Wednesday, December 2

Animal rights activist files suit against sports board


KOTA KINABALU: An exco member of the Society for the Prevention of Cruelty to Animals (SPCA) Kota Kinabalu yesterday filed a suit against the Sabah Sports Board (SSB) over the mysterious death of some 10,000 fish at the man-made lake at the Likas Sports Complex jogging track here recently.

Cheryl Joanne Chan, who is also the youth leader and public relations officer of the SPCA, filed the suit through her counsel Marcel Jude Joseph at the High Court registry at about 10am.

The 25-year-old animal rights and environmental activist is seeking, among others, compensatory damages in favour of plaintiff and the other class members against the defendants, for all damages sustained as a result of defendants?wrongdoing, in an amount to be proved at a trial, punitive damages, pre-judgement and post-judgement interests and other reliefs as the court may deem just and proper.

Chan contended that the suffering and death of the 10,000 fish was a gross act of cruelty to animals and would rely on Sections 2 and 3 (e) of the Cruelty to Animals (Prevention) Ordinance (Sabah Capt.31).

Under the Ordinance, “animal” means any bird, beast, fish, reptile or insect, whether wild or tame.

The Ordinance also stipulates that every person shall be guilty of an offence; who shall cruelly beat, ill-treat, torture, overdrive or overload, or cause or procure to be beaten, ill-treated, tortured, over-driven or overladen any animal; who, being in charge of any animal in course of transport from one place to another, neglects to supply such animal with sufficient food or water; who shall carry or cause to be carried any animal in such a manner or position as to subject it to unnecessary pain or suffering; who shall employ or cause to be employed in any work or labour any animal which in consequence of any disease, infirmity, wound, sore or otherwise is unfit to be so employed; who, being in charge of any animal in confinement, causes any unnecessary suffering by wantonly or unreasonably doing or omitting to do any act, or neglects to supply sufficient and proper food and water to such animal.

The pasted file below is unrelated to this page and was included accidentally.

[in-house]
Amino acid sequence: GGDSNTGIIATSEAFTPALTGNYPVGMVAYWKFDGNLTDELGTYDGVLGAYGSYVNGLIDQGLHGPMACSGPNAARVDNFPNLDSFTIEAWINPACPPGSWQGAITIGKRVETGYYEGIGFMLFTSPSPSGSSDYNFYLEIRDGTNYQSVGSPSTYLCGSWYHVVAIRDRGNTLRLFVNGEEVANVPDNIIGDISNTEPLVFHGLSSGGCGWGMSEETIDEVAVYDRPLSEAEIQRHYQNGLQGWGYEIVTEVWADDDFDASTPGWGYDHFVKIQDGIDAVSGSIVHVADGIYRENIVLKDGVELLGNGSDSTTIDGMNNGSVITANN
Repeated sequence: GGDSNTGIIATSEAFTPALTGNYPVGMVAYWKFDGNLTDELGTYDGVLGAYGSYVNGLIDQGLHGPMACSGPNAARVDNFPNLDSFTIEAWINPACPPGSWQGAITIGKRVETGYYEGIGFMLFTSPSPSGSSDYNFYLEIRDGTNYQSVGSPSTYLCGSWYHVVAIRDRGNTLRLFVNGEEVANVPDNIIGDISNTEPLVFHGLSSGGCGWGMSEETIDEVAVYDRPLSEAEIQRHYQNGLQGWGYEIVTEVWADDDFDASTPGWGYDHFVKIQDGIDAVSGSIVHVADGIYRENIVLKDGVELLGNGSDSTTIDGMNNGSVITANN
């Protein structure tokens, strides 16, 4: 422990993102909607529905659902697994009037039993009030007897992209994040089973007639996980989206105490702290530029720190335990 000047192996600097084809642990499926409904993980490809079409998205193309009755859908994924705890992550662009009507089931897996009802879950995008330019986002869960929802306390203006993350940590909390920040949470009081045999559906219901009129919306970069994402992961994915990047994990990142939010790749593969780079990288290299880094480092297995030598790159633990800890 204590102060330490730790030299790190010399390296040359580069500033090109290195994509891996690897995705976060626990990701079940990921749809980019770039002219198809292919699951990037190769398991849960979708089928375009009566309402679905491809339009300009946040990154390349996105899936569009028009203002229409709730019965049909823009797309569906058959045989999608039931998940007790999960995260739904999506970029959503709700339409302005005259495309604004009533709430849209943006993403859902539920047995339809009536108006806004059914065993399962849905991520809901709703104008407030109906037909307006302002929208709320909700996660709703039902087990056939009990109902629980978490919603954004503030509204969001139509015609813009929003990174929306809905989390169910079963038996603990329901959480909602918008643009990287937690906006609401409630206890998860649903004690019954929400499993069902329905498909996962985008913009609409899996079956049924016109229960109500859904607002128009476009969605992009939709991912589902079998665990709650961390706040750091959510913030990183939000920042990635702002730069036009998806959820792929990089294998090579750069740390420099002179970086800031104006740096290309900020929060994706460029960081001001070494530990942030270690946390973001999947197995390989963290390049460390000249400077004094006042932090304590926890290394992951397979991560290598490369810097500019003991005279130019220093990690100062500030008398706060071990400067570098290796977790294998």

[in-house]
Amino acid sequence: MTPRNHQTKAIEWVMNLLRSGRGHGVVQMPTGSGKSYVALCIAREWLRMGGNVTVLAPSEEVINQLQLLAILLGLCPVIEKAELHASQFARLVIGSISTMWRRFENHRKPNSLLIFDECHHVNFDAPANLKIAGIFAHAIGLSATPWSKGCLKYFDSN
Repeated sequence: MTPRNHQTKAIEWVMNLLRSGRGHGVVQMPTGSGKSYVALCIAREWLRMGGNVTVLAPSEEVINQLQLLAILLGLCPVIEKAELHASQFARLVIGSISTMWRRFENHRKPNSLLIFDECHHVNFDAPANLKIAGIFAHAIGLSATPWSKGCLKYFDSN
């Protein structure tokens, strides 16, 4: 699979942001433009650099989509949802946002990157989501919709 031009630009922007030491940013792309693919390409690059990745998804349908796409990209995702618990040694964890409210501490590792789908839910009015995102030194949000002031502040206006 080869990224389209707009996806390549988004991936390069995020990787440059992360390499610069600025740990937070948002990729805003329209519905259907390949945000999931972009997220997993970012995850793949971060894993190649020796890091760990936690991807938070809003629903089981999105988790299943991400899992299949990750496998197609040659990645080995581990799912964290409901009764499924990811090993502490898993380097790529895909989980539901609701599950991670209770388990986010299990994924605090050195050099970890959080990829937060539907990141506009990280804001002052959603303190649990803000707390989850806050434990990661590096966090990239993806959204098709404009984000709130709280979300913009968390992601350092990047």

The offence is liable, upon conviction before a magistrate, to a fine of five hundred ringgit and to imprisonment for six months

In addition, the plaintiff said that she will also rely on Sections 21 and 25 of the Enviromental Quality Act (EAC) 1974.

She pointed out that Section 21 states that the Minister, after consultation with the Council, may by regulations specify the acceptable conditions for the emission, discharge or deposit of environmentally hazardous substances, pollutants or wastes or the emission of noise into any area, segment or element of the environment and may set aside any area, segment or element of the environment within which the emission, discharge or deposit is prohibited or restricted.

Section 25 stipulates that no person shall, unless licensed, emit, discharge or deposit any environmentally hazardous substances, pollutants or wastes into any inland waters in contravention of the acceptable conditions specified under section 21.

Under the Act, “inland waters” means any reservoir, pond, lake, river, stream, canal, drain, spring or well, or any part of the sea above the low water line along the coast, or any other body of natural or artificial surface or subsurface water.

She said that SSB owes a duty to her and the class members to exercise reasonable care in the construction, inspection, repair and maintenance of the Likas lake

She alleged that the SSB breached their legal duty by failing to exercise reasonable care and acting with reckless, wilful and wanton disregard for the class members, in the construction, inspection, repair and maintenance of the Likas lake.

She further alleged that the suffering and death of the 10,000 fish was caused by the negligence of the SSB for failing to properly maintain the Likas lake in such a manner that pollutants were released therein causing death to 10,000 fish.

Also, for failing to properly and routinely inspect the Likas Lake and to conduct tests on the waters to ensure its waters were safe, especially for the 10,000 fish;

Furthermore, the death of the 10,000 fish would not have occurred had the SSB exercised the degree of care imposed on them.